IRVING (105.3 THE FAN) – When Jason Witten insists he’s “100 percent’’ despite starting the season with a league-leading six dropped passes, it suggests the future Hall Of Fame tight end is bravely shielding a hidden truth tied to the Dallas Cowboys tight end’s lacerated spleen injury.
In fact, that’s exactly what he’s doing.
Sources tell Dallas radio station 105.3 The Fan that the medical clearance Witten was given for the Week 1 victory against the Giants came from a New York spleen specialist but only after Cowboys doctors fell short of fully clearing him. Witten, in a sense, “went rogue,’’ enlisting the help of Cowboys owner Jerry Jones in search of a doctor that would provide him clearance. After traveling to New York on Jones’ private jet and separate from his teammates, Witten found such an expert – “The finest spleen specialist in the country,’’ Jones said at the time.
So Witten had a “note from a doctor’’ to play. But other doctors seemingly deemed him less than 100-percent ready. That explains some of the cloak-and-dagger actions of the Cowboys on that Wednesday in New Jersey, when it was unknown until just before kickoff that Witten would give it an inspiring try. And it just might explain the ensuing struggles, too.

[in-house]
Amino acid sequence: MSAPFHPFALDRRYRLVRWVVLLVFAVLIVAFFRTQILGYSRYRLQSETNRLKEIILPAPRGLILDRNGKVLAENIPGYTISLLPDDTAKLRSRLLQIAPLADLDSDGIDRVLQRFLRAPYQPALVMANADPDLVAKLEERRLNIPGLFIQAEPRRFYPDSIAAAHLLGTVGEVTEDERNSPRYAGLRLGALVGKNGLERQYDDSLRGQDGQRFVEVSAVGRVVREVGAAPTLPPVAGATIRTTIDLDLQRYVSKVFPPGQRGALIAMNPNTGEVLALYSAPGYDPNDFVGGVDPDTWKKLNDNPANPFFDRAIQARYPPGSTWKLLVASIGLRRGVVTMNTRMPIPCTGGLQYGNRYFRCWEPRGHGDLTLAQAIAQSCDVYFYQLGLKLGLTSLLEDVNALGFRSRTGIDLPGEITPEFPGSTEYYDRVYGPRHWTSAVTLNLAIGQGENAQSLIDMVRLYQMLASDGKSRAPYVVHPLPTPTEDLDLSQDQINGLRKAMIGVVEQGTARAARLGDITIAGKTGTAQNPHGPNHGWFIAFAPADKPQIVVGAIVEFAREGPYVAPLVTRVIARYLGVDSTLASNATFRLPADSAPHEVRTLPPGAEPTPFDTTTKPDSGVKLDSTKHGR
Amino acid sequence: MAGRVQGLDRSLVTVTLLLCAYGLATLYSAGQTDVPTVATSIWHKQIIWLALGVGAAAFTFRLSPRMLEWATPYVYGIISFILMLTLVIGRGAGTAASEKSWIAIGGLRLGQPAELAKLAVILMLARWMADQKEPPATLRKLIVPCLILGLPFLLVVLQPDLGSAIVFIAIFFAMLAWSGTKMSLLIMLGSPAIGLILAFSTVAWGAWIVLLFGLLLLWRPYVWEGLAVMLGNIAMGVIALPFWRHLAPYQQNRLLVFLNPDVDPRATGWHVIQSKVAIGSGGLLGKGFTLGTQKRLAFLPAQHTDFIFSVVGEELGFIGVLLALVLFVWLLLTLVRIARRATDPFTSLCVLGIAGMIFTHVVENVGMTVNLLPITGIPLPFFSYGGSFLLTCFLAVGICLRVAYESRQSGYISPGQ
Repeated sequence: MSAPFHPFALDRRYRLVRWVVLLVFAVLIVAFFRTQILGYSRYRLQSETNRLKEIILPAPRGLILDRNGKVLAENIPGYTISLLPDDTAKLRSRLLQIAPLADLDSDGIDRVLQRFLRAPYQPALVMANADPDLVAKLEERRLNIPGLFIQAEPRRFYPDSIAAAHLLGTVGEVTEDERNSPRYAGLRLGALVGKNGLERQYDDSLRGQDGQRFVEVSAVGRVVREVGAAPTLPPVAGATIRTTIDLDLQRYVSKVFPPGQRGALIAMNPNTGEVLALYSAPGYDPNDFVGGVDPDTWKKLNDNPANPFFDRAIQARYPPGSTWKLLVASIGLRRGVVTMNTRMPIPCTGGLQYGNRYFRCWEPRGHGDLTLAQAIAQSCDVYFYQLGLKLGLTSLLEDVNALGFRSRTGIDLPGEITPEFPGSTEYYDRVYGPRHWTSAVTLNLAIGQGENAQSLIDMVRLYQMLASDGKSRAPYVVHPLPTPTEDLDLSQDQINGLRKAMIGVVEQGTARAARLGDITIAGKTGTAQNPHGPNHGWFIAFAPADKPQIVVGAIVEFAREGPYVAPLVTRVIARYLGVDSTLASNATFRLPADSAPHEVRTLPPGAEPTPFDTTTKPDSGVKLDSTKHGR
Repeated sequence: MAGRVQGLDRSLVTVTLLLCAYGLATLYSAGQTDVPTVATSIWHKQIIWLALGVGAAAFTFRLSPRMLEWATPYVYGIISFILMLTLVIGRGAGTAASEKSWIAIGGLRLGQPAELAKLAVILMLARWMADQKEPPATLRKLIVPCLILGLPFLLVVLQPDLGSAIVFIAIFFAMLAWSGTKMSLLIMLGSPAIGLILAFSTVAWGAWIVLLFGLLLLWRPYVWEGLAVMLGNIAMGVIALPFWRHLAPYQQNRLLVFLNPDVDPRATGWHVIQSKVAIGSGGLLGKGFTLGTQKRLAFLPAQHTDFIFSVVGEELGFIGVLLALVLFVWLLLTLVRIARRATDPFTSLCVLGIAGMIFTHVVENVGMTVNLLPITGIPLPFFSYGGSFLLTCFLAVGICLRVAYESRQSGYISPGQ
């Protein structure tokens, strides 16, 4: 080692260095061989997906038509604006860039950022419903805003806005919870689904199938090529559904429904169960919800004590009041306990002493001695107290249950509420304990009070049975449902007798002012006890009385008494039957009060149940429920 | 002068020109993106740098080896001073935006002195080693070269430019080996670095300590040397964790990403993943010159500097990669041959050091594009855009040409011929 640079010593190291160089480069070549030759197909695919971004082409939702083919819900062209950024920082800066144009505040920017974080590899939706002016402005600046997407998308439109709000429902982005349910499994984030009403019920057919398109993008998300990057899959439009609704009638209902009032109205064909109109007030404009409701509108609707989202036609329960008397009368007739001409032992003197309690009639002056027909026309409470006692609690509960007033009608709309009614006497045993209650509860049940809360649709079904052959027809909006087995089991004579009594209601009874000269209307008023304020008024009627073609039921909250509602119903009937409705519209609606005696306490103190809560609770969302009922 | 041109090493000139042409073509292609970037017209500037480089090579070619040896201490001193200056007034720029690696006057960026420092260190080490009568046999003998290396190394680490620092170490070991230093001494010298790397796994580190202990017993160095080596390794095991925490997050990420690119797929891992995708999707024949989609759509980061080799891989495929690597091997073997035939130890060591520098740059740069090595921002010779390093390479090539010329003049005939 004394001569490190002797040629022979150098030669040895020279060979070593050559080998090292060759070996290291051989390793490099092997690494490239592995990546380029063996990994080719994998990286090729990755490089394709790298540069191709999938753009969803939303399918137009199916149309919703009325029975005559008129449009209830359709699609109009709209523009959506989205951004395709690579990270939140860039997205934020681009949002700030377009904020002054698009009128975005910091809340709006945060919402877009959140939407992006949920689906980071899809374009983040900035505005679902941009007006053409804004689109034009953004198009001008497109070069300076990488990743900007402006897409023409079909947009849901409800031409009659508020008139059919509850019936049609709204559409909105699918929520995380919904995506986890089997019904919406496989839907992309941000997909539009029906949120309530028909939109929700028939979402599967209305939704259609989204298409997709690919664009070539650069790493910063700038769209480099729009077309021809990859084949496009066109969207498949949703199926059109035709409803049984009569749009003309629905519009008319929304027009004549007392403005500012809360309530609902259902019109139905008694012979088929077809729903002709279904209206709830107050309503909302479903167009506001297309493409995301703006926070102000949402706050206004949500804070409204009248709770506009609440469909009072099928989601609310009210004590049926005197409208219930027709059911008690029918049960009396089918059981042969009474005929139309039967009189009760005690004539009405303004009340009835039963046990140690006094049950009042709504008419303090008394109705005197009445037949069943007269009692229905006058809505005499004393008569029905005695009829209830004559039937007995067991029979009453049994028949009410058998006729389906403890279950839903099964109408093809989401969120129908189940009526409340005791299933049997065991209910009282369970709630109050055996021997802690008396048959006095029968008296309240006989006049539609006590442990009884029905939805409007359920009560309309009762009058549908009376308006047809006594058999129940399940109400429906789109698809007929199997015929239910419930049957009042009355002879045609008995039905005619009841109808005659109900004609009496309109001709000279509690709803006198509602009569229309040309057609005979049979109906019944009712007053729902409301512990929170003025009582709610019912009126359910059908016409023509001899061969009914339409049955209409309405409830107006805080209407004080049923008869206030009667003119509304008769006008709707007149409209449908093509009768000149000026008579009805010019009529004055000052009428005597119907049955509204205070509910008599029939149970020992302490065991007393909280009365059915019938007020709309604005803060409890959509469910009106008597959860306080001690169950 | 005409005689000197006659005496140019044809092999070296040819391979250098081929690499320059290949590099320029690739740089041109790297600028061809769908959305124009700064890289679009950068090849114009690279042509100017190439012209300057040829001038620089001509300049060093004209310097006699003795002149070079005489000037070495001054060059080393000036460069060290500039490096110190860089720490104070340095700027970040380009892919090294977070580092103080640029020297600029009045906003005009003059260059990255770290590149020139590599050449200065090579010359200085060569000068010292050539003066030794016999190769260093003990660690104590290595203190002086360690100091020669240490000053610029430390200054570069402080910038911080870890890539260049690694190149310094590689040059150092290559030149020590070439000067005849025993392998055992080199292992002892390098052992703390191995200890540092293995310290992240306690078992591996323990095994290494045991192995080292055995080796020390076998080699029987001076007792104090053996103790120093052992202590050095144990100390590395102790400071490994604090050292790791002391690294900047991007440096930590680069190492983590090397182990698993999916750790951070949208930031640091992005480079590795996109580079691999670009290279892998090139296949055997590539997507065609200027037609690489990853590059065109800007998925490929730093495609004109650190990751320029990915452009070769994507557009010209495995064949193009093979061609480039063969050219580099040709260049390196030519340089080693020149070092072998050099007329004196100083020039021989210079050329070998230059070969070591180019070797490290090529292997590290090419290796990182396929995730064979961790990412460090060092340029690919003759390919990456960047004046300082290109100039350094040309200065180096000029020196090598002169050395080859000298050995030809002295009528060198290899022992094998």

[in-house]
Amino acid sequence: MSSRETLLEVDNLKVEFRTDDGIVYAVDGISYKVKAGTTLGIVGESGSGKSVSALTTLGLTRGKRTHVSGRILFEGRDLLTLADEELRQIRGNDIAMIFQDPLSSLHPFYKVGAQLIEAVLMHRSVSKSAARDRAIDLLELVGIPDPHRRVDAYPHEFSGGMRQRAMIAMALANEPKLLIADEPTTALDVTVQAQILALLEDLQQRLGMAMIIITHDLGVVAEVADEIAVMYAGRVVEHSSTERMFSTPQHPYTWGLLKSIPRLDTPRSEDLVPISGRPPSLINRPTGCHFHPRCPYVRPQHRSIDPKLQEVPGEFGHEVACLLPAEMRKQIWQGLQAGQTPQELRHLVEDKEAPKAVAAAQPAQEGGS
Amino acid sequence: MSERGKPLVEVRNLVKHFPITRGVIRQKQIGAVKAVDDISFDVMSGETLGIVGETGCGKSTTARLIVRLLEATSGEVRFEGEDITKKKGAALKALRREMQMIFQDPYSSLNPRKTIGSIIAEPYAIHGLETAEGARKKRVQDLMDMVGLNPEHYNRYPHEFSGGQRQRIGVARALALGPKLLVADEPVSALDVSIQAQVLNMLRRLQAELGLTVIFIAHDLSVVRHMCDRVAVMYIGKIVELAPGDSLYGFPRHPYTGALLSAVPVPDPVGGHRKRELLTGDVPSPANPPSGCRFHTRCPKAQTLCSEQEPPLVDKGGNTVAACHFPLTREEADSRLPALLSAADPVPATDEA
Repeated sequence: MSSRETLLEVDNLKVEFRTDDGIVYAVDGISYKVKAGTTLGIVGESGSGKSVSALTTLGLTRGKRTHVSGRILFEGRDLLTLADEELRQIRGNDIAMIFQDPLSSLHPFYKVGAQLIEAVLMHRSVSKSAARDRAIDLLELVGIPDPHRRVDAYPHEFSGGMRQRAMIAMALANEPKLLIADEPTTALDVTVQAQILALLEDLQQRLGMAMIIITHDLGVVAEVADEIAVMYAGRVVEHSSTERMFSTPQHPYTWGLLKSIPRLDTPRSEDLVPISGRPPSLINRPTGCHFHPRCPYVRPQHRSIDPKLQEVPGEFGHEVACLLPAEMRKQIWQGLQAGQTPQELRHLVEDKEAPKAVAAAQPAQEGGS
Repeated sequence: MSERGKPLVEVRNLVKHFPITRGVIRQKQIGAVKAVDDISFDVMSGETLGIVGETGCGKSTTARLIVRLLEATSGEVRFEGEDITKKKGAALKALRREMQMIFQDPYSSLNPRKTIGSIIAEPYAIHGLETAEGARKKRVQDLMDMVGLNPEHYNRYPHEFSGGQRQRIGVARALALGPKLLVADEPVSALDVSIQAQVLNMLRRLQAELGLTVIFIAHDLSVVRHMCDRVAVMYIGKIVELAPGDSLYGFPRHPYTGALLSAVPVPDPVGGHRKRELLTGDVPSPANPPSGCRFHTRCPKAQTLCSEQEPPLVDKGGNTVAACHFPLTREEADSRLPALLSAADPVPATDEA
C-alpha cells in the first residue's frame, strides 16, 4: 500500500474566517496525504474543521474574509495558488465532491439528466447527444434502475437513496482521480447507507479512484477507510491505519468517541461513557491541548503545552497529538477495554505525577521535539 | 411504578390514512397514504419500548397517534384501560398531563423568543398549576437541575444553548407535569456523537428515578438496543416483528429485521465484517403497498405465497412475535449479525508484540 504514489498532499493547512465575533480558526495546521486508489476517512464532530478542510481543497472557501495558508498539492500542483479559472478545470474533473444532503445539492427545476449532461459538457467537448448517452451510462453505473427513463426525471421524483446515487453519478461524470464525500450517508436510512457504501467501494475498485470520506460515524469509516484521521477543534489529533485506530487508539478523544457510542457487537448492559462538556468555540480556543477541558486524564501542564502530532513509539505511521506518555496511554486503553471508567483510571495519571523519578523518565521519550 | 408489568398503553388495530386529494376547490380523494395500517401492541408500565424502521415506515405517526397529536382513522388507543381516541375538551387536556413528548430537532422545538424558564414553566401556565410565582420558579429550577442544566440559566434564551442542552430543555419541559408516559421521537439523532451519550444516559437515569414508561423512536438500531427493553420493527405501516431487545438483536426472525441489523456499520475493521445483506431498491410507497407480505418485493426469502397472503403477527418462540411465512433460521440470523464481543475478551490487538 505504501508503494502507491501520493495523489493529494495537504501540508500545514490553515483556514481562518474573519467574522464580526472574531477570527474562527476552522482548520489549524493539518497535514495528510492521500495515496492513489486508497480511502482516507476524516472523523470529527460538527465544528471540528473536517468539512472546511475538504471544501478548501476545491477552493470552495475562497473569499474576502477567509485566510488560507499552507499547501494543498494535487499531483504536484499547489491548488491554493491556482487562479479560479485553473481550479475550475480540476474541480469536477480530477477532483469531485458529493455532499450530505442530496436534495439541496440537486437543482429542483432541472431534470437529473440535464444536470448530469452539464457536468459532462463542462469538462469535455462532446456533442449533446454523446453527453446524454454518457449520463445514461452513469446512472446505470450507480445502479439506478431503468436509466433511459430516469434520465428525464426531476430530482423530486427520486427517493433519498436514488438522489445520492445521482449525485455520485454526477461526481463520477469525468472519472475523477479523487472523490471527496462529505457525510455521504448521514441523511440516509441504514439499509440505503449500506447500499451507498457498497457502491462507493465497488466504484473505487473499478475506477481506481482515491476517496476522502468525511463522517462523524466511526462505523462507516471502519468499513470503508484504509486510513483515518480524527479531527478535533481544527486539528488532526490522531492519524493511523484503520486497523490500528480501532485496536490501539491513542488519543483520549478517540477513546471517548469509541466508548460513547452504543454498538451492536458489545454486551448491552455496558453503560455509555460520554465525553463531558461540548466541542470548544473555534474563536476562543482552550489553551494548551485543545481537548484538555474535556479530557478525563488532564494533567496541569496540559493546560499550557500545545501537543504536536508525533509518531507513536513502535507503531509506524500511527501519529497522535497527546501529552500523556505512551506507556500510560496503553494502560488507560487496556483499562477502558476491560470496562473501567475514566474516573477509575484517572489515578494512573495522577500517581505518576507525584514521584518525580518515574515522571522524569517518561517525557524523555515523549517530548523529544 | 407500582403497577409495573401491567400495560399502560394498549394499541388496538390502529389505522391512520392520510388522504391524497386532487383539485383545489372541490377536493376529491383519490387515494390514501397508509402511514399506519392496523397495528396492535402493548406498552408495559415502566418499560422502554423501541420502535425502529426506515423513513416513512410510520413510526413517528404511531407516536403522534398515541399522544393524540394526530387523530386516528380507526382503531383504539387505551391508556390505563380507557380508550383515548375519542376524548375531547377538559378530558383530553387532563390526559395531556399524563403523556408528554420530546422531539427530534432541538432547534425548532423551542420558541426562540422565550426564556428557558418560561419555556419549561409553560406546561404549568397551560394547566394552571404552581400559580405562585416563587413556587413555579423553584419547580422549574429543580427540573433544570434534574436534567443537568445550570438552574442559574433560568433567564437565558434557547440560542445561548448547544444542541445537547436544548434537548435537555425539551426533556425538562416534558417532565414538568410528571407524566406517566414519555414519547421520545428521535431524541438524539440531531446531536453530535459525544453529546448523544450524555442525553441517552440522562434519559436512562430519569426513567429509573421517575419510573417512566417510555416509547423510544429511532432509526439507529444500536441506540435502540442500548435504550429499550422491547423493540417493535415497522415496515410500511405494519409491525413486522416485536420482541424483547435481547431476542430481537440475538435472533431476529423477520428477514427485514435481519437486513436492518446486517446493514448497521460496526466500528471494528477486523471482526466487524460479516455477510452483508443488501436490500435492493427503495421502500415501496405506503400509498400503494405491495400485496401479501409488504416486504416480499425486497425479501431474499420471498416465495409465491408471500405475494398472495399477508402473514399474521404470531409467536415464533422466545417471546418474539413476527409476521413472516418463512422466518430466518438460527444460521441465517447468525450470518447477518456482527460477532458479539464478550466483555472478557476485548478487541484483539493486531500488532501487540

“Jason has played at the highest of levels and he’s still playing that way,” quarterback Tony Romo said after Sunday’s 16-10 win over Tampa Bay, a game in which Witten dropped three more passes (including a possible touchdown catch), committed two false starts and at least once was overmatched attempting to pass-block. “If this is tough on Jason right now, he’s been so good for so long that a play doesn’t define anything for him.”
That’s unquestionably true. Witten is just 30 and is destined to hold records making him the finest tight end in franchise history and maybe the finest pass-catcher, too. But six dropped passes in three games? That’s twice the sure-handed tight end’s usual total for a 16-game season. (“An anomaly,’’ tight ends coach John Garrett called it.) He is struggling, quite possibly as a result of having missed a month of practice after sustaining the spleen injury in preseason, quite possibly due to a slip in confidence as it appears he’s “fighting the ball’’ instead of catching it, and quite possibly because he is working to overcome lingering concerns about his spleen not truly allowing him to be “100 percent.’’
Insisted Witten last week: “Health is good. I feel good. No setbacks. I feel fine.”
Said Jones on Sunday: “I think he is (100 percent). So we in no way are going to do anything that doesn’t give Witten all the chances we can give him.”
Well, that might not work out, either. Dallas’ offensive line is struggling to the point that Witten — who has just eight catches for 76 yards and no TDs through three games — might be required to help more as a blocker.
“I think Witten has probably got the fewest drops of about anybody we’ve ever had around here, so I’m not (concerned),’’ Jones said.
But Witten is performing as if he is concerned, concerned about his lacerated spleen. His valiant effort undoubtedly merits praise. But his slow start merits an explanation … one quite possibly available behind that hidden truth.
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